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Project to develop ‘intelligent’ application of nitrogen and PGRsqrcode

Dec. 1, 2014

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Dec. 1, 2014
A consortium of UK businesses led by GrowHow UK has been awarded funding to support the development of an automated system for the precision application of nitrogen fertilizer and plant growth regulators (PGRs).

Half of the £1 million plus required to develop the new precision farming technology is being funded by InnovateUK (formerly the Technology Strategy Board). 
 
The other partners in the project are ADAS, Precise Crop Nutrition, Patchwork, Syngenta, Chris Harry-Thomas Consultancy and Hill Court Farm Research.
 
Testing
Part of the research will involve further developing and testing the ISARIA precision input system which has been developed by the German firm Fritzmeier Umwelttechnik.
 
The ISARIA system is an intelligent tractor-mounted crop sensor for the variable application of nitrogen fertilizer, with potential to be used on other crop inputs such as plant growth regulators.
 
The technology has been proven under German climatic conditions but extensive field-scale trials and small plot experiments are required to create software appropriate to UK agriculture.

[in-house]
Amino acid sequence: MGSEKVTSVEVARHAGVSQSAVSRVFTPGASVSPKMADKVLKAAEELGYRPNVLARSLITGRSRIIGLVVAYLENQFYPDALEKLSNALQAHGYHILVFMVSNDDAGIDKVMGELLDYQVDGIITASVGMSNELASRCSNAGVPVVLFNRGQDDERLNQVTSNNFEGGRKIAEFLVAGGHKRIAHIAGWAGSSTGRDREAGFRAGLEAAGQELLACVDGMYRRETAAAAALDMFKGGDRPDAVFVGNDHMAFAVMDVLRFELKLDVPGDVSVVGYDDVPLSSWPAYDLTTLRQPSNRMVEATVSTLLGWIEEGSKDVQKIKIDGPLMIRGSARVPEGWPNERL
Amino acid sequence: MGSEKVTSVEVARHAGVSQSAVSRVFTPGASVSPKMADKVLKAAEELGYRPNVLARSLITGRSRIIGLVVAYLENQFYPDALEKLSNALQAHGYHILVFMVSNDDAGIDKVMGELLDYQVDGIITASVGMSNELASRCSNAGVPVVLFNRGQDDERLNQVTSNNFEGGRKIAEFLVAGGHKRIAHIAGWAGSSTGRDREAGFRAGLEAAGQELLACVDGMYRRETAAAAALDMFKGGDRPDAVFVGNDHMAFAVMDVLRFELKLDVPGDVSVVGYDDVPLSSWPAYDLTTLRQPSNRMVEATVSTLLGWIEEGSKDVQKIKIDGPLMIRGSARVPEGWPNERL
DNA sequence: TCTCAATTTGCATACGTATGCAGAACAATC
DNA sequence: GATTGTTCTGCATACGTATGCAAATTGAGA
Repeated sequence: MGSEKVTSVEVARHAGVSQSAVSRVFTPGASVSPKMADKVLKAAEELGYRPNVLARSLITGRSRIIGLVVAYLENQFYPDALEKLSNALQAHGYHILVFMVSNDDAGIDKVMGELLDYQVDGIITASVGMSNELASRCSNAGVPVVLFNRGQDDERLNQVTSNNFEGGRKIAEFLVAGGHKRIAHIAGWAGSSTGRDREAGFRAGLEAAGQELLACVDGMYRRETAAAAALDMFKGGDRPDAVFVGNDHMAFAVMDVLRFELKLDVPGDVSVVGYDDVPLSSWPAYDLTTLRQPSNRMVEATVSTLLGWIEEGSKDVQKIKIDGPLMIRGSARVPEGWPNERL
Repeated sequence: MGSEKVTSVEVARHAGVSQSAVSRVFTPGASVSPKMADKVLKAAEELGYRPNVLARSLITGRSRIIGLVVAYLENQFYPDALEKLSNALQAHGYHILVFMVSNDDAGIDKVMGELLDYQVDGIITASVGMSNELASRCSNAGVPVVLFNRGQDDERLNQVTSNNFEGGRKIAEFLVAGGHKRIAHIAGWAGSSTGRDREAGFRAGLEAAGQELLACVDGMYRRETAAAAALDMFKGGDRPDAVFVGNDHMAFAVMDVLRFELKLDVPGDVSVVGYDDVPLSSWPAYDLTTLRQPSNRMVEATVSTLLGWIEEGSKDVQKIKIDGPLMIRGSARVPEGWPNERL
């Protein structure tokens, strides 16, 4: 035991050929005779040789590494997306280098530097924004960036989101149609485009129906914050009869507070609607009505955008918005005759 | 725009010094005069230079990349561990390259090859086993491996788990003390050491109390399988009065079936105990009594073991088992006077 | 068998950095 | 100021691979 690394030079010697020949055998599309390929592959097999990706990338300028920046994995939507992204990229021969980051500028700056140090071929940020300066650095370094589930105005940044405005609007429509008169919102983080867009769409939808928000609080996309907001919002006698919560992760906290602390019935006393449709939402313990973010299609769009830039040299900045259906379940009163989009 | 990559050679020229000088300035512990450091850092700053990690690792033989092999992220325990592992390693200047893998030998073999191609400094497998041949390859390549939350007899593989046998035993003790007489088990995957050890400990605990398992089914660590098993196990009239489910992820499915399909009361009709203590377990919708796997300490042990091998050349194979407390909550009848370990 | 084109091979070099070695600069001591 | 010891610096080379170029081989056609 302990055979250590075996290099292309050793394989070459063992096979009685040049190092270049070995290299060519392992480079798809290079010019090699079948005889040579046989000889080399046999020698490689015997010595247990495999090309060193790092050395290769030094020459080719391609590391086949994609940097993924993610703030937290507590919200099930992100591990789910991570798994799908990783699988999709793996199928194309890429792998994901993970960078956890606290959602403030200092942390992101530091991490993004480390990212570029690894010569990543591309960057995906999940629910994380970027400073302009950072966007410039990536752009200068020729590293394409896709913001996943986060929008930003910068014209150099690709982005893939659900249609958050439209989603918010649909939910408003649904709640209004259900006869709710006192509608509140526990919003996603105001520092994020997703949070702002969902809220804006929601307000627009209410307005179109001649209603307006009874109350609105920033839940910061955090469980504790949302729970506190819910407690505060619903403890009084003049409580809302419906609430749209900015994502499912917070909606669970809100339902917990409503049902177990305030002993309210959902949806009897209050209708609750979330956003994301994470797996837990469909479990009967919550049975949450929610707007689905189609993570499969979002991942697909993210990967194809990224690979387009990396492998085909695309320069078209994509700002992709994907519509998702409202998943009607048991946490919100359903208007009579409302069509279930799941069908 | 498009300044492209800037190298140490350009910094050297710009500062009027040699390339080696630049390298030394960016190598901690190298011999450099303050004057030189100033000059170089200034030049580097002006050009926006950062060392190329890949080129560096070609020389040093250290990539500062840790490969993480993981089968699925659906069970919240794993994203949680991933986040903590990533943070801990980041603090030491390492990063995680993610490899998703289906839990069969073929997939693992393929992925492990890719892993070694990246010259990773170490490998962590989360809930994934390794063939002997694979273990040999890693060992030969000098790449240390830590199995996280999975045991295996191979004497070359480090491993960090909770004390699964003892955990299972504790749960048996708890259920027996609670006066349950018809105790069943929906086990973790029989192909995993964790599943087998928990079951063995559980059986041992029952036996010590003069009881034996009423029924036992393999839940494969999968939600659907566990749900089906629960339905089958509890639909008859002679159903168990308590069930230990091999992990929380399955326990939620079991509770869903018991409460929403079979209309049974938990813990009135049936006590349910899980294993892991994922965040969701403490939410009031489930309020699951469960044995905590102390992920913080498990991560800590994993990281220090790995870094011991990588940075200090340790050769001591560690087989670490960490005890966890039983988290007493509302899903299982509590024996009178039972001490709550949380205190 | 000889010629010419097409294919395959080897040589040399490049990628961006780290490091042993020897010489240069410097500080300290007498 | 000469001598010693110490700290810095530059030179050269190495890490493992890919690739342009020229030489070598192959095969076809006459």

Automated
Over three years, the project will work on developing automated systems to measure N fertilizer requirements for cereals and OSR and the PGR requirements in OSR.
 
Specific algorithms and software will be created to integrate historic yield and soil map information, soil mineral nitrogen and additionally available nitrogen measurements with ISARIA real-time data to provide the most accurate predictions of N fertilizer and PGR requirement.
 
GrowHow agronomist Allison Grundy says: “The consortium is thrilled to have won the opportunity to develop this new precision farming technology for UK farmers.
 
“I am confident the technology has the potential to improve nutrient use efficiency and, therefore, yield and quality for growers.”
 
According to ADAS crop physiologists Sarah Kendall and Pete Berry, the project will provide an opportunity to better understand how to predict nitrogen fertilizer and PGR requirements, so these crop inputs can be targeted more accurately on both a field-by-field and metre-by-metre basis.


 

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